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Revered around the world but never a major star, worshipped by critics and connoisseurs but perpetually strapped for cash, the towering Chicago tenor saxophonist Von Freeman practically went out of his way to avoid commercial success. When trumpeter Miles Davis phoned Freeman, in the 1950s, looking for a replacement for John Coltrane, Freeman never returned the call.
When various bandleaders -- from Davis to Billy Eckstine to King Kolax -- tried to take him on the road, where his talents could be heard coast to coast, Freeman regularly turned them down. His refusal to leave Chicago during most of his career, except for the briefest out-of-town engagements, cost him incalculable fame and fortune but also enabled him to create some of the most distinctive, innovative work ever played or recorded on a tenor saxophone.
And his devotion to the city where he was born, 88 years ago, made him a Chicago jazz icon honored with major tributes in Symphony Center, Millennium and Grant parks, as well as standing-room-only crowds for his weekly gig at a remote bar on East 75th Street, the New Apartment Lounge. This year, he became one of the few Chicago-based musicians to receive a Jazz Masters Fellowship from the National Endowment for the Arts, regarded as the nation's highest jazz honor. Freeman died Saturday at Kindred Chicago Lakeshore care center of heart failure, said his son, Mark Freeman.
Von Freeman always considered his relative obscurity -- which lasted nearly until the final years of his career, when the world started to recognize his genius -- a blessing. It enabled him to forge an extremely unusual but instantly recognizable sound, to pursue off-center musical ideas that were not likely to be welcomed in the commercial marketplace.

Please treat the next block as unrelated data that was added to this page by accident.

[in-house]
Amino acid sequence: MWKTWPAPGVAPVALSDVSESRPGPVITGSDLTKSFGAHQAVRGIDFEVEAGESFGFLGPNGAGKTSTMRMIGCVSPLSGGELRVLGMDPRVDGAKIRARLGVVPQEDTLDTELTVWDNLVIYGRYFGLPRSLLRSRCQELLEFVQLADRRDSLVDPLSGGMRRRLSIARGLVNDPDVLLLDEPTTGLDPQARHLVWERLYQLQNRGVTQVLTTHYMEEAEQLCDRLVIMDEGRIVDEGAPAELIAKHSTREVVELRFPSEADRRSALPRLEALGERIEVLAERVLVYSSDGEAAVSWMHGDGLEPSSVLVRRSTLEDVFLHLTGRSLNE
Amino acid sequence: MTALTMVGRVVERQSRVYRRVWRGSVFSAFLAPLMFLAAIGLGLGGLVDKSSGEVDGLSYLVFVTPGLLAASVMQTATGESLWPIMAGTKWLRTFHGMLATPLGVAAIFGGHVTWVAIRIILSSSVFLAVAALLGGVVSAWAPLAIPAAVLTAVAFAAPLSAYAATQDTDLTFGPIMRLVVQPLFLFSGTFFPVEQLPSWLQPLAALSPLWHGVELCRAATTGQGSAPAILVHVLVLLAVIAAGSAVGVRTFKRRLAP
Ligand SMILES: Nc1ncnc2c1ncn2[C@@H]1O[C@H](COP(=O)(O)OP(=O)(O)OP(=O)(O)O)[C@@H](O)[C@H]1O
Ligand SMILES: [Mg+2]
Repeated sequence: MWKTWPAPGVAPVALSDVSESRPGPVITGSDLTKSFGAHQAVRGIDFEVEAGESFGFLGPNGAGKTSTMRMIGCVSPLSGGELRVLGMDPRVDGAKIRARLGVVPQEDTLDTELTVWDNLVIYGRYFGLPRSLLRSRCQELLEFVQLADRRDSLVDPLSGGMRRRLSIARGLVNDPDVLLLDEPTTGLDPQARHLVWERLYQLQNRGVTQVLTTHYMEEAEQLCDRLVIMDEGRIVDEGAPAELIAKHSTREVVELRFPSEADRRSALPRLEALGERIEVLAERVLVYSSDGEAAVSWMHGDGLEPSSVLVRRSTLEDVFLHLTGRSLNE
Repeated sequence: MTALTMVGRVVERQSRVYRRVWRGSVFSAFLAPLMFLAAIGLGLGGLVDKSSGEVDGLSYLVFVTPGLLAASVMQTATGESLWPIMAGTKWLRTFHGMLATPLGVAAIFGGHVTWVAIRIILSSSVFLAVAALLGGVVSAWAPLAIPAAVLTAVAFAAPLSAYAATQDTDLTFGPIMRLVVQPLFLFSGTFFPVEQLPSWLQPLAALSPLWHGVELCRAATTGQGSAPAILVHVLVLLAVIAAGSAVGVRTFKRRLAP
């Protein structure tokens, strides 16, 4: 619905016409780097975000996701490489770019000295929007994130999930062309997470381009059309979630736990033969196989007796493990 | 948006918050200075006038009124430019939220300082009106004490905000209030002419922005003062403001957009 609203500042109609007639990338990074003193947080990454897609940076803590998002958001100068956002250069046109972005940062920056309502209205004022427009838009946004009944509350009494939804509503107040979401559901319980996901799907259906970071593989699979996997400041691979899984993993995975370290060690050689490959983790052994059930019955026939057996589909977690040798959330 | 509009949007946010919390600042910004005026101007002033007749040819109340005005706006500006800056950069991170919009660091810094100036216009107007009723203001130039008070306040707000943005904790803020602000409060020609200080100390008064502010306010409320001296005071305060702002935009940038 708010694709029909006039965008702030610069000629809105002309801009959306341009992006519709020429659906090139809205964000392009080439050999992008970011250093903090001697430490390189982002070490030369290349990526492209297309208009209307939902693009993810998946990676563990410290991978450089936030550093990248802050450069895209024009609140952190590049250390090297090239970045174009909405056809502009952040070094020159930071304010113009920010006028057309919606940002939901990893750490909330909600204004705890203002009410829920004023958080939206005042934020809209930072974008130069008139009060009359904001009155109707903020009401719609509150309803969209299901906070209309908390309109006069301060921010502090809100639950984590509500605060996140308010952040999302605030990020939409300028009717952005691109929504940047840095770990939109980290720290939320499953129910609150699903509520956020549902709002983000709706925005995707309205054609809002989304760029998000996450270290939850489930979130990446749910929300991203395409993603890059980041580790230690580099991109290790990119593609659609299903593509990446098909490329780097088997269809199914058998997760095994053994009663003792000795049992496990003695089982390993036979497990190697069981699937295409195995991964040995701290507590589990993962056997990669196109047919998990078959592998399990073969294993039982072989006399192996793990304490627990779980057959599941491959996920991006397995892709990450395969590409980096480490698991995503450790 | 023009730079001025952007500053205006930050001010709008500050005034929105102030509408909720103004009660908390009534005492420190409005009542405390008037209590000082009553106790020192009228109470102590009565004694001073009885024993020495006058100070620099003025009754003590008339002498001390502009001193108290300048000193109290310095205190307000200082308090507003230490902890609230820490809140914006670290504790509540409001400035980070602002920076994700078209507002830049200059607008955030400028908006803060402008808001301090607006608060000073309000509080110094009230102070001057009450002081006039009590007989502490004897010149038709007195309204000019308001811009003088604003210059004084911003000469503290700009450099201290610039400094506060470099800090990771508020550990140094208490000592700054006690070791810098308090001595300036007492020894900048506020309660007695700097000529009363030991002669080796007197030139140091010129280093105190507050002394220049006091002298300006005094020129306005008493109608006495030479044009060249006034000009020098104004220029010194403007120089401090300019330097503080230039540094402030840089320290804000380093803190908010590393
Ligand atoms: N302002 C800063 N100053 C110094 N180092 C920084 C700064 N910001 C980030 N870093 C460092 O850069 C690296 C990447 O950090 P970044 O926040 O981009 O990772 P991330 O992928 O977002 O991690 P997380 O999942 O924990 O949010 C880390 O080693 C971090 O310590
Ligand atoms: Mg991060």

"They said I played out of tune, played a lot of wrong notes, a lot of weird ideas," Freeman told the Tribune in 1992. "But it didn't matter, because I didn't have to worry about the money -- I wasn't making (hardly) any. I didn't have to worry about fame -- I didn't have any. I was free."
Freeman used that freedom from commercial pressures to pursue a music that was as unorthodox as it was intellectually demanding, as idiosyncratic as it was deeply autobiographical. In this sense, he represented the quintessential jazz musician, forging a musical voice that was unique to him, an art that was influential but ultimately inimitable.
"You hear one note, you know that's his sound," Fred Anderson, another iconic Chicago tenor saxophonist, once said of his colleague. "It's a personal sound. You can tell he listened to all the guys -- he listened to Lester Young and Charlie Parker; he took a lot from a whole lot of people and created Von Freeman."